Some companies offer to install photovoltaic (PV) solar electric panels on house roofs for free, providing the owner of the house with free electricity. This may sound "too good to be true", but in countries like Germany, where Feed-in tariffs (FITs) for PV panels have been around for many years, the idea of "renting out" a roof for a company to install their solar panels is not uncommon.
Under the UK FITs scheme, the generation tariff (tariff paid for every unit of electricity generated) income from a PV roof in a very good location should be enough for a company to repay the costs of installing the panels and make a decent profit - even when the electricity is given away for free (see How much will a domestic PV system earn?). Companies will only generally offer an installation like this on the best sites, where they can recoup their investment in a reasonable time.
For a home owner who can't afford the up-front cost of a PV roof, this could potentially be an attractive option to turn (south-facing) roof space into free electricity.
On the other hand, it is important to remember that it can be financially more attractive to buy your own PV panels. The savings you get from a 3kW (about 20 square metres) PV roof owned by someone else might lead to savings of between £100 and £150 per year, so perhaps two to three thousand pounds over 20 years. However, if you pay for the installation yourself and so receive the full FIT income, then your total income and savings over 20 years may be about £8,000 from panels which cost about £6,000 - so much more financially beneficial to you in the long term.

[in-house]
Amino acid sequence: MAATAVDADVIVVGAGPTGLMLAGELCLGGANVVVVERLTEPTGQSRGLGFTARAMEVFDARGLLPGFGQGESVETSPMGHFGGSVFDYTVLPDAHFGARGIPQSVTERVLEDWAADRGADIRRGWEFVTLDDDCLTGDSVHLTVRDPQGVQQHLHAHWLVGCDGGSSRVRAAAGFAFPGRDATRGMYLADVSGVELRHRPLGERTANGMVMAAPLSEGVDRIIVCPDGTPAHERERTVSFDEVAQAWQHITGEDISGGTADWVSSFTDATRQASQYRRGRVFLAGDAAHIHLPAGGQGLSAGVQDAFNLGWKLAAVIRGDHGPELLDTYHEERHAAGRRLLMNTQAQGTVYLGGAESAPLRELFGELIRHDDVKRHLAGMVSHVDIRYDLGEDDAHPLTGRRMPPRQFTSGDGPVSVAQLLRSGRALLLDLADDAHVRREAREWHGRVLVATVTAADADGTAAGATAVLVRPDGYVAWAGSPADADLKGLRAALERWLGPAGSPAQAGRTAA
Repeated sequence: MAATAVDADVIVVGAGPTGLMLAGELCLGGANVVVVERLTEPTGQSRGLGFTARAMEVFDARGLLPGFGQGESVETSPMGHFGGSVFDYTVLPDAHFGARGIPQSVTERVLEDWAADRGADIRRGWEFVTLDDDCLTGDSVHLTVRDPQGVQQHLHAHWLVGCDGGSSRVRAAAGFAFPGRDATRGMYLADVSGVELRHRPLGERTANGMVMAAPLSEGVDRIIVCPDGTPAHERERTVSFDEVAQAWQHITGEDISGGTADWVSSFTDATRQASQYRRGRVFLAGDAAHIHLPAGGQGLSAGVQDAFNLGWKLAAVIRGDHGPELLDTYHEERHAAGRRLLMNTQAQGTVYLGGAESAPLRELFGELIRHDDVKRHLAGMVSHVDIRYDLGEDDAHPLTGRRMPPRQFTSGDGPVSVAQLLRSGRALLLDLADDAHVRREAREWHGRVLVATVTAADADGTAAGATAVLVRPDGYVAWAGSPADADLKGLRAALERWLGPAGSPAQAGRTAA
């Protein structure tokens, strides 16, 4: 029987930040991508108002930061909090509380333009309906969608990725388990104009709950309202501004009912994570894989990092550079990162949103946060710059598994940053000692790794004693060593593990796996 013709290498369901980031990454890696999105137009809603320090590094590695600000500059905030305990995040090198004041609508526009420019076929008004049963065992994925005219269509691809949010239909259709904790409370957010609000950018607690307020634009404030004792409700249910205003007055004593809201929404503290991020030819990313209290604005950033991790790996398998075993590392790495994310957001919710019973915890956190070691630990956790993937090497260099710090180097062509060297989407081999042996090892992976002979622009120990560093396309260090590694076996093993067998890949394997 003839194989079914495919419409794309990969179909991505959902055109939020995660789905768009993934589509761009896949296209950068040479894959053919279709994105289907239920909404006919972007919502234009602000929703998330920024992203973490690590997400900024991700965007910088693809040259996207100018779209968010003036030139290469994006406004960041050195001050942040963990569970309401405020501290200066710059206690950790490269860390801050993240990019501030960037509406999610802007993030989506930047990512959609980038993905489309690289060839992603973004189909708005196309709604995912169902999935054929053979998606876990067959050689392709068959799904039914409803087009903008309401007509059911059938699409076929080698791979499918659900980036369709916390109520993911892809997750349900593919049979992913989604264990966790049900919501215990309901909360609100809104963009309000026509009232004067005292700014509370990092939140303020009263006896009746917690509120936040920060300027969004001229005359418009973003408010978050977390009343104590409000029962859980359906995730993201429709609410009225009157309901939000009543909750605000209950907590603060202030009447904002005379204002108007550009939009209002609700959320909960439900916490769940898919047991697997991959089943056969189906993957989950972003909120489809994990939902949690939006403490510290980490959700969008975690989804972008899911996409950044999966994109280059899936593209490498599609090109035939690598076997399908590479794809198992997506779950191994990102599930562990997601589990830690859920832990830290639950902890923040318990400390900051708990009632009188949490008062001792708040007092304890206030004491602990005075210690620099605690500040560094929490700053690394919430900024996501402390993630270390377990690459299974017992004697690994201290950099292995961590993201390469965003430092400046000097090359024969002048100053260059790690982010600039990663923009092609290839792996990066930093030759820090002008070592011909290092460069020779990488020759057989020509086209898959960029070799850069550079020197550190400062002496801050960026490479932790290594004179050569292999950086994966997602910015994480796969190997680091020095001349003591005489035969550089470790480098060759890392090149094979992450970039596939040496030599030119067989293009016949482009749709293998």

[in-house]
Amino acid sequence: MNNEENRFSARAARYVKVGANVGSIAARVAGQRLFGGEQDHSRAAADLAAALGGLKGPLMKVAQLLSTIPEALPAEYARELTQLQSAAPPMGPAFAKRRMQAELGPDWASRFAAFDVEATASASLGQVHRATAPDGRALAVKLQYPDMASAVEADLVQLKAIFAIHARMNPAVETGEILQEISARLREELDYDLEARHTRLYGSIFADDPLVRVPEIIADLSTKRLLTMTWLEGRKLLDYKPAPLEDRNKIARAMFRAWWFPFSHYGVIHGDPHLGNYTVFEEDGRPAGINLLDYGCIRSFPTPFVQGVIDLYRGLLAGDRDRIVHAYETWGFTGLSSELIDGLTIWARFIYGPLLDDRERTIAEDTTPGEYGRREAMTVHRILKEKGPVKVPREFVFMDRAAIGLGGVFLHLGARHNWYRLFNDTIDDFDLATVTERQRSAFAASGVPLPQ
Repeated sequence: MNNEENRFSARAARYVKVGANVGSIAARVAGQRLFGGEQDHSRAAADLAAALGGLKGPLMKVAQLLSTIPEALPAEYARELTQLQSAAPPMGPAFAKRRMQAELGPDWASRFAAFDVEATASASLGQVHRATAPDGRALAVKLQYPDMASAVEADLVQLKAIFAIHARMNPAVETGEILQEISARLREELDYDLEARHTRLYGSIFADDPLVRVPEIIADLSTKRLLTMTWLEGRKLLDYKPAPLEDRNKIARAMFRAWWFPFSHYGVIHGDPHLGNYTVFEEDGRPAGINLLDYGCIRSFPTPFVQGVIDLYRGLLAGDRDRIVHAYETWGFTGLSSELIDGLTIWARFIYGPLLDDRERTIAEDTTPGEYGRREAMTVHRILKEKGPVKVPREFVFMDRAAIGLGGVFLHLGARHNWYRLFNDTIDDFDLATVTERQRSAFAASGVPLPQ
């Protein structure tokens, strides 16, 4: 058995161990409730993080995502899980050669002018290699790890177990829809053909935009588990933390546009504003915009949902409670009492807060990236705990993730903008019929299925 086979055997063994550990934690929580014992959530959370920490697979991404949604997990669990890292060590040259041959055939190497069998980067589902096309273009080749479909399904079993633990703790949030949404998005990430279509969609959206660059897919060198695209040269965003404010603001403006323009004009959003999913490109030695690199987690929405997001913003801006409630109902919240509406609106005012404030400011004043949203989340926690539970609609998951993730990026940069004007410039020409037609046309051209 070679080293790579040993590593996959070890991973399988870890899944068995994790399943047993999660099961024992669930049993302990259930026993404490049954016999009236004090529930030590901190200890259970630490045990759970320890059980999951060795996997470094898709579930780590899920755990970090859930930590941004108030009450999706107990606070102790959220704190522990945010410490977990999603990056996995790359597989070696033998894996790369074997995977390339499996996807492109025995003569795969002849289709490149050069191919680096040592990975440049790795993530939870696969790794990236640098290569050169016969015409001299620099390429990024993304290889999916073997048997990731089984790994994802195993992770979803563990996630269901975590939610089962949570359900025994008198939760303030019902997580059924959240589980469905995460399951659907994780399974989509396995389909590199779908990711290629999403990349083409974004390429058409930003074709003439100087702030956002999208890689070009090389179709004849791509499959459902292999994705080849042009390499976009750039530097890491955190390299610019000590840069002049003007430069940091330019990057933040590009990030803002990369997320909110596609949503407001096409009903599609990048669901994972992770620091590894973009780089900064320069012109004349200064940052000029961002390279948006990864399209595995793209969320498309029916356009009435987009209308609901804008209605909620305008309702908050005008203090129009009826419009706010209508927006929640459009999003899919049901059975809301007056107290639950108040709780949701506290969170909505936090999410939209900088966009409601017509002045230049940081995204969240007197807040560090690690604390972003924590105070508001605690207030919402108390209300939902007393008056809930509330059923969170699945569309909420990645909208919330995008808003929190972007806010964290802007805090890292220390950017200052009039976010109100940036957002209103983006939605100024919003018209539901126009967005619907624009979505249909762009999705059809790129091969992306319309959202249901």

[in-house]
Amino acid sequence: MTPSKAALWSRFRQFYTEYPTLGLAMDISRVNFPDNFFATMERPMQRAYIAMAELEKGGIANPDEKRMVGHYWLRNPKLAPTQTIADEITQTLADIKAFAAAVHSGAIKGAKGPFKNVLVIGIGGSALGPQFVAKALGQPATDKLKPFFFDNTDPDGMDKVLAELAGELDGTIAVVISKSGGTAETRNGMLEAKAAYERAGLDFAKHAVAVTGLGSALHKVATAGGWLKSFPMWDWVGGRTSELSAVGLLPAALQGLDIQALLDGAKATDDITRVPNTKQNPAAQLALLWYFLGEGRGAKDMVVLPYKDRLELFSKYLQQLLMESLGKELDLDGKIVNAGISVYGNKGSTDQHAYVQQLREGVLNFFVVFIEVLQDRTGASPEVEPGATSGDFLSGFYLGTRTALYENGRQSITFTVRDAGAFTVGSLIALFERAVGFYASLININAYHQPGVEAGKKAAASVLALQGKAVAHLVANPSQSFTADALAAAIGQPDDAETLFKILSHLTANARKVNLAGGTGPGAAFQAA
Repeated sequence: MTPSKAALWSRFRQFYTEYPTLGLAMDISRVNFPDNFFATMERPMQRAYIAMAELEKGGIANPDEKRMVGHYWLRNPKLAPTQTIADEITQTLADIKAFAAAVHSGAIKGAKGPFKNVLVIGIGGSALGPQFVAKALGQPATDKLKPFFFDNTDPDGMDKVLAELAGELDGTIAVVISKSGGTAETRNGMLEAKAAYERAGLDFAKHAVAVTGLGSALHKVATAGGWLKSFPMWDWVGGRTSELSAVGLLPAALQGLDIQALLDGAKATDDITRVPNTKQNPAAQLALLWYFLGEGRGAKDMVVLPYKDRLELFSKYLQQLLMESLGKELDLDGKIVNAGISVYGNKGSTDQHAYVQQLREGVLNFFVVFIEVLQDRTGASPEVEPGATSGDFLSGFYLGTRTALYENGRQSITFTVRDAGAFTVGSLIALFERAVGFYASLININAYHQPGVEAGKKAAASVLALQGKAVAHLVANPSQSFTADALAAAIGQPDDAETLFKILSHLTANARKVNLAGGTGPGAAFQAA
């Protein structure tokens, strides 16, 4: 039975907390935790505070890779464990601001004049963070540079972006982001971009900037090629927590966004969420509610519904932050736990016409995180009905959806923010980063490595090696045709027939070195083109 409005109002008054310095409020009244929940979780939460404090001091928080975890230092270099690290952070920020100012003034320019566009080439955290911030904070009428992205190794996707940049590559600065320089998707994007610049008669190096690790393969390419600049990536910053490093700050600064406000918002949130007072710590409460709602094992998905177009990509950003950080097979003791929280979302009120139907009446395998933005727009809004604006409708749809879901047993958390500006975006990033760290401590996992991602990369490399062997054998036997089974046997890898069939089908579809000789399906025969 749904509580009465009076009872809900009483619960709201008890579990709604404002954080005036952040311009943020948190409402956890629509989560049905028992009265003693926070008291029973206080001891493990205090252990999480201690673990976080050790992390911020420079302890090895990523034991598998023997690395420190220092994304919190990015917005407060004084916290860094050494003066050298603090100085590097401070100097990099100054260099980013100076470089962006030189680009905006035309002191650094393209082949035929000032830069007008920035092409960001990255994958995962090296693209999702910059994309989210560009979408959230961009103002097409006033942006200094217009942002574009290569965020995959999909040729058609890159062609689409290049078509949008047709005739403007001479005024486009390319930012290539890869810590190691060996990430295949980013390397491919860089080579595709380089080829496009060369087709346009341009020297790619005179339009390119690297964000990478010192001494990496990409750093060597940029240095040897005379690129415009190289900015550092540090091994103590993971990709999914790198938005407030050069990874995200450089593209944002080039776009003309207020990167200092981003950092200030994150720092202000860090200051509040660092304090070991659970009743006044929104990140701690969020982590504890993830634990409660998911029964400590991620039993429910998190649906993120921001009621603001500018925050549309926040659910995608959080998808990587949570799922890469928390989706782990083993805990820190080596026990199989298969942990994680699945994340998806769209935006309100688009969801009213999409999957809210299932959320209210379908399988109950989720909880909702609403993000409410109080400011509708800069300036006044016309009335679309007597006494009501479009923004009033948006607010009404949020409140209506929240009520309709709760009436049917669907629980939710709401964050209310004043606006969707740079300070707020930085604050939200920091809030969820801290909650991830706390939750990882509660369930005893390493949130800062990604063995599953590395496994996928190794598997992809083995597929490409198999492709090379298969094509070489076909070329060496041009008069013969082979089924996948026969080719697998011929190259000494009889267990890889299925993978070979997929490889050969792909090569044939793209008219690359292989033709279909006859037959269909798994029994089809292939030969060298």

A Which? survey suggested that it was far more profitable to take out a loan to cover the cost of the panels (e.g. extend a mortgage) and claim the FITs yourself than to go to one of these companies. You can use our Solar Calculator to see roughly how much you could earn from a PV scheme if you pay for it yourself.
If you are considering to take up an offer for free PV panels, you need to take a very careful look at the conditions of the offer to avoid problems later on. The questions below were taken from a document produced by Consumer Focus (a body that has since been abolished and absorbed into Citizens Advice) and run through some of the things you should ask before signing a contract for free PV panels.
You can also see some feedback and advice about free solar roofs on some of the blog entries on the http://www.yougen.co.uk website.
Ownership and maintenance
Change in property ownership
Finally, as mentioned above, not all UK home owners will be able to benefit from such offers. As companies will try to maximize their profits, they will target the roofs with the lowest costs (i.e. easy access for installing the panels) and highest electricity production (south-facing roofs in sunny parts of the country - see Is my home a good site for PV panels?)